In order for things to work for the ULYSSIS CTF, we had to configure a bunch of routers (in this case, a D-Link GO-RT-N150). However, the web UI config was very limited, but we suspected the actual config format underneath was much more flexible.

In the web UI, there’s an option to import and export a config file. But on first sight, it looks like nothing useful at all:

Searching on the Internet doesn’t yield much either. However, on further inspection, one can see the following:

  • 5ea3a417 is 4 bytes long and looks rather random, so it’s probably magic.
  • 00000040 and 000007a0 Look like big-endian ints, probably the length of something.
  • Then there are 16 bytes of random data: 6b2ff49e bcde1ba0 461d903c b00ee198
  • Following that, a bunch of null-terminated strings are found.
  • Random data for the rest of the file.

Let’s try making sense of those integers first. The string starts at offset 1C and end at 5C. In other words, that’s where the 00000040 comes from!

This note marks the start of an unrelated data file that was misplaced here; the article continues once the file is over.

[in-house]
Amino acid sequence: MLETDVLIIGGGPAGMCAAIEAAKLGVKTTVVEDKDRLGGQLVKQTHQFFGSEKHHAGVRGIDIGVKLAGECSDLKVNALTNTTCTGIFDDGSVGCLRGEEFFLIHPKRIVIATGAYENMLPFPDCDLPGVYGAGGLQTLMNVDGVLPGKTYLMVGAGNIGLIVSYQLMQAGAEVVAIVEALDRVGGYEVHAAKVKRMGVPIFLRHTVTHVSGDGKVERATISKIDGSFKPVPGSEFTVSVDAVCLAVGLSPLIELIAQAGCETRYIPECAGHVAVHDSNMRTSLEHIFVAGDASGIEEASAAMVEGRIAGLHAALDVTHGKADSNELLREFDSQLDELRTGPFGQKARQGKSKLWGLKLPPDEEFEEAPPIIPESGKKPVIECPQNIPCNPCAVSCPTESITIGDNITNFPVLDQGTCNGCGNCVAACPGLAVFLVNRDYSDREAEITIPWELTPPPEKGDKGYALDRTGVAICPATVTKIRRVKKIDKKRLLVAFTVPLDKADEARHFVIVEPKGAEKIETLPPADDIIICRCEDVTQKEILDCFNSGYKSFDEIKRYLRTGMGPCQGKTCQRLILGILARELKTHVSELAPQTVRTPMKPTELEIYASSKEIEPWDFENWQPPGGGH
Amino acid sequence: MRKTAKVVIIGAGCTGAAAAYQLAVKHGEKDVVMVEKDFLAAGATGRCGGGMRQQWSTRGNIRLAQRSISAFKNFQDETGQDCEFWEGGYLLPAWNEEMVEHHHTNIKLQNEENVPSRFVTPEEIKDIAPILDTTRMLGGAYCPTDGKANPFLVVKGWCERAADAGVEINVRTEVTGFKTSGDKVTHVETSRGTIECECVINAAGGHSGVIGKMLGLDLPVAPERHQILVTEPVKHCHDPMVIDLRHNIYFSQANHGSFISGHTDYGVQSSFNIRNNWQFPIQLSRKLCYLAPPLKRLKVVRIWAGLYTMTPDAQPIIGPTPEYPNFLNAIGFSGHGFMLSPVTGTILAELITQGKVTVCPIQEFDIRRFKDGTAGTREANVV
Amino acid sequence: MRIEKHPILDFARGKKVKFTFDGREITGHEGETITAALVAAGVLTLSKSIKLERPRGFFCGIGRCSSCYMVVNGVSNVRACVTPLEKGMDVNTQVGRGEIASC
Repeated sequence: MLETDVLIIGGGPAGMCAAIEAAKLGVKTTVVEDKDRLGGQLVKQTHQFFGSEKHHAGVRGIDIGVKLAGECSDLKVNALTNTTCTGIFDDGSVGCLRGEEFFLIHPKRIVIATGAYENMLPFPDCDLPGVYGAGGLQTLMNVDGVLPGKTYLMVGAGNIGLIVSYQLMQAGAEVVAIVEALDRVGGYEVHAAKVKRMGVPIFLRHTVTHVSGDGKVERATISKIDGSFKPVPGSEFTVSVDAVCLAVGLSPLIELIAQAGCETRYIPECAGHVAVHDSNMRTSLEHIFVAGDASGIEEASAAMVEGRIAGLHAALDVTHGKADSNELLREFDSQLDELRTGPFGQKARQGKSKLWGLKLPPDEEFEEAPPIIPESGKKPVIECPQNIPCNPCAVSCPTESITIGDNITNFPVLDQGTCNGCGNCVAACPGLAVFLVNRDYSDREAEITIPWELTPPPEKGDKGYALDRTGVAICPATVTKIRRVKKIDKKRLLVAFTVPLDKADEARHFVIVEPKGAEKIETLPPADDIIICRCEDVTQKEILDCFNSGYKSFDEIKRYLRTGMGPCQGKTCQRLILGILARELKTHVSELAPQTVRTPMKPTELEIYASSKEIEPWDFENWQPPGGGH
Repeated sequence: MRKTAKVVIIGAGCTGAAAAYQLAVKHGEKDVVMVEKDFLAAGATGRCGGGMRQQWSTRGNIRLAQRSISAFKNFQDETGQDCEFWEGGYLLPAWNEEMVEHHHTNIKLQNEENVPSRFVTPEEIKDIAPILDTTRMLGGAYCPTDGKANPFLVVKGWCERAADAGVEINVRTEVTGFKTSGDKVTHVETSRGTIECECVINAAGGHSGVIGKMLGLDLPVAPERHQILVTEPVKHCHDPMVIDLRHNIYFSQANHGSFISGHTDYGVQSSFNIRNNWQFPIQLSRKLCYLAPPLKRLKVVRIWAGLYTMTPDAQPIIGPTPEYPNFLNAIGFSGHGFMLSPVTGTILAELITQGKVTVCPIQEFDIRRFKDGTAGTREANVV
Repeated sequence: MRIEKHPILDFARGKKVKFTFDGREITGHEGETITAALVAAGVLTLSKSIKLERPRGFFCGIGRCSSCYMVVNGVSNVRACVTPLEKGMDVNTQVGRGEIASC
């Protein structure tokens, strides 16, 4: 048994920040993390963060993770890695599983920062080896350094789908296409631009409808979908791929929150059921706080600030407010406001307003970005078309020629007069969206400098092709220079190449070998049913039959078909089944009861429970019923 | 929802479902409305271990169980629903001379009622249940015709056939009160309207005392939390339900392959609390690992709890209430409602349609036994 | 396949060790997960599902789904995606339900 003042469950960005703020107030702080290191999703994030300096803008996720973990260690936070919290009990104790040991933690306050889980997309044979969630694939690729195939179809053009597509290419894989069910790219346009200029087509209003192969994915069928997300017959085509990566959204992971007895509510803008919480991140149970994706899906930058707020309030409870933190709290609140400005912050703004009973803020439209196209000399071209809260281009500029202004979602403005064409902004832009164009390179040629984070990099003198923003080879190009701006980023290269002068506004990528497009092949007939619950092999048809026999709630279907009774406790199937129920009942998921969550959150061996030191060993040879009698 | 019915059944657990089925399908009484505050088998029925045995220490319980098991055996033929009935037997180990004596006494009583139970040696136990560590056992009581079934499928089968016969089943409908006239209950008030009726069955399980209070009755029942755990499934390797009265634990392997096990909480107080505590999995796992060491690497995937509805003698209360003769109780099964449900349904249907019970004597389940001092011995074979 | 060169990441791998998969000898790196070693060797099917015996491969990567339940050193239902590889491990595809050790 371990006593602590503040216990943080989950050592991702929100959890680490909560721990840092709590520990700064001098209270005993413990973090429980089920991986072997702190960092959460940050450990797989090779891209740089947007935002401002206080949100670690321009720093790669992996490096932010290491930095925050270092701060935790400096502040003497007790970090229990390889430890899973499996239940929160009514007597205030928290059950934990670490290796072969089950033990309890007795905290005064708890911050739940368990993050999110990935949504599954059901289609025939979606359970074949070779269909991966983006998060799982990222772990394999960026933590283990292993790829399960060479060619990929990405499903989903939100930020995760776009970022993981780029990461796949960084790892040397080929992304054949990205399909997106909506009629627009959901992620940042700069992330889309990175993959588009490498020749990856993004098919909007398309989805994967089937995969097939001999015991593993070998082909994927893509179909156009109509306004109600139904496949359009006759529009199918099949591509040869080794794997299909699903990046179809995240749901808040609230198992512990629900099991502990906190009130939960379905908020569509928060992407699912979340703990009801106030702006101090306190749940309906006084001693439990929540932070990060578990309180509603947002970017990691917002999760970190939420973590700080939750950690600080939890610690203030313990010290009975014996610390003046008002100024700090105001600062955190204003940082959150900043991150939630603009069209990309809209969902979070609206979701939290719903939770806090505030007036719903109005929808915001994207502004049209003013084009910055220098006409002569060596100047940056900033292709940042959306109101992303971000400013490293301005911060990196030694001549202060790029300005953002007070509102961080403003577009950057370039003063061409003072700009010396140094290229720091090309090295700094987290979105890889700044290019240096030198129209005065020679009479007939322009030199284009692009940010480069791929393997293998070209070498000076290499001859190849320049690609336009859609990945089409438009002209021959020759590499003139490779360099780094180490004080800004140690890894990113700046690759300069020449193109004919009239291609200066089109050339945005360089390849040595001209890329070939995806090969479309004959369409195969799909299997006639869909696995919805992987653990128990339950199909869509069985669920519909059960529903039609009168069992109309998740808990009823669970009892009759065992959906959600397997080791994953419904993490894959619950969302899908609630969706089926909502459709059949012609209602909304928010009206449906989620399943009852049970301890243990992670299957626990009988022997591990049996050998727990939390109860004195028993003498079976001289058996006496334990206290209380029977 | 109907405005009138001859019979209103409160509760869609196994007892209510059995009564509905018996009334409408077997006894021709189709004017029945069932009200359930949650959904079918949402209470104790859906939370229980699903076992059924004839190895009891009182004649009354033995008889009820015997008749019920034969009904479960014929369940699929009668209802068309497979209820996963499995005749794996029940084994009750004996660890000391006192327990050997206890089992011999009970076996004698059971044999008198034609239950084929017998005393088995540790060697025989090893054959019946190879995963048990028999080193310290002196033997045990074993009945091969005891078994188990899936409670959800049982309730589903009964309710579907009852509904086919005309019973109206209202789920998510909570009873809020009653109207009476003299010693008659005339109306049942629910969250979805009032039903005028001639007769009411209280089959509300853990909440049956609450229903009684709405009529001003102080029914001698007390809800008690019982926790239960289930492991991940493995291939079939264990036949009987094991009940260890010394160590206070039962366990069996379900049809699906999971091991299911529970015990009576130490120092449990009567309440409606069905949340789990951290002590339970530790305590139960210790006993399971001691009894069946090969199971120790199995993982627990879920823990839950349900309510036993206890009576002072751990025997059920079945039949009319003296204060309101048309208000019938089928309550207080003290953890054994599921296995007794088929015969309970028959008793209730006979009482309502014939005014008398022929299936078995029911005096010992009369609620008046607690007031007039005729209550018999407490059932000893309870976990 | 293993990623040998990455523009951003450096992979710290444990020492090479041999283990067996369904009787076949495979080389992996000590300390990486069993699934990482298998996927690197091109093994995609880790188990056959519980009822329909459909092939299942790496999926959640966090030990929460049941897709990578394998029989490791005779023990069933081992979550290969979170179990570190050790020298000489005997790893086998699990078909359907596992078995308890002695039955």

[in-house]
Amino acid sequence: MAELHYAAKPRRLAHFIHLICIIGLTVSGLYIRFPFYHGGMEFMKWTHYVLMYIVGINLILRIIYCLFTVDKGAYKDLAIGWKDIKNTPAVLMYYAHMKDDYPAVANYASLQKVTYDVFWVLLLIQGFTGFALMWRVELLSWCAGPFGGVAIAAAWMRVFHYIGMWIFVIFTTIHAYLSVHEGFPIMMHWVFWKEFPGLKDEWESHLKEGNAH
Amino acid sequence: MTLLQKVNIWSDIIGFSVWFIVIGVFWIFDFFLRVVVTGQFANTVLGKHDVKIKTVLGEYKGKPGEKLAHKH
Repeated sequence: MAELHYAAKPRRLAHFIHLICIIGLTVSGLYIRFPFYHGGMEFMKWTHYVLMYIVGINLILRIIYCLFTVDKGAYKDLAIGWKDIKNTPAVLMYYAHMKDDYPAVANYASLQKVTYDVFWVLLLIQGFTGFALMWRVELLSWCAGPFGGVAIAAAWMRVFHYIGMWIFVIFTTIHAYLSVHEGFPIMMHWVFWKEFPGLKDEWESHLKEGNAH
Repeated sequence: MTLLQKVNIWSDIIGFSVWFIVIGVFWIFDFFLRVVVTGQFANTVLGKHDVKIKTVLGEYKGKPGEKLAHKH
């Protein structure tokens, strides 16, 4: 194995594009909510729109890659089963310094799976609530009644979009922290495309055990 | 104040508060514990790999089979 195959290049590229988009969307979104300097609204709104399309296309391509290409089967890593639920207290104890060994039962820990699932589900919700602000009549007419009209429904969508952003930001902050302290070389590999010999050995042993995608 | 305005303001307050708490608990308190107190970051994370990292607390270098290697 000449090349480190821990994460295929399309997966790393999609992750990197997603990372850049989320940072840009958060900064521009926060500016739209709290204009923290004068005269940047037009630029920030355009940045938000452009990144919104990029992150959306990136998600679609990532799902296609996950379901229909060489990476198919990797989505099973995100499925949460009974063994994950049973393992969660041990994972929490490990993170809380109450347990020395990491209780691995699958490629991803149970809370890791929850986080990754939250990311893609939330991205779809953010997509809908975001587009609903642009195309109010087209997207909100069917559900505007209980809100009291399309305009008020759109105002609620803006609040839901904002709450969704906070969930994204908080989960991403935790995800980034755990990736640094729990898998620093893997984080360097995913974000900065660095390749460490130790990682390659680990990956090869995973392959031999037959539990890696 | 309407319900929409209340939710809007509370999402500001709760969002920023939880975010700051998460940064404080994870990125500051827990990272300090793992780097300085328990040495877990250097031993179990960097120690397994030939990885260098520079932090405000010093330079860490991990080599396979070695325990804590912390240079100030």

The file is 2044 bytes long. In hexadecimal, that is 07fc. Subtract 5C (start of garbled data) from that, and you get 7a0. This probably means that blob is one whole instead of multiple things concatenated.

Now, if you look closer at the random data, it starts with the following bytes: 1f 8b. That’s the magic header for gzip.

Decompressing that data reveals an XML file with a plethora of options not available in the web UI. \o/ This isn’t of much use unless we can create these files by ourself, though. However, the only thing we still need to figure out is the 16 random bytes. I suspect this is a hash of some sort.

So, let’s try a bunch of hash functions with an 128-bit output on the data: (The output we want is 6b2ff49ebcde1ba0461d903cb00ee198)

Nope. What if we try this instead?


So, here’s the file format:

The implementation is left as an exercise for the reader 🙂

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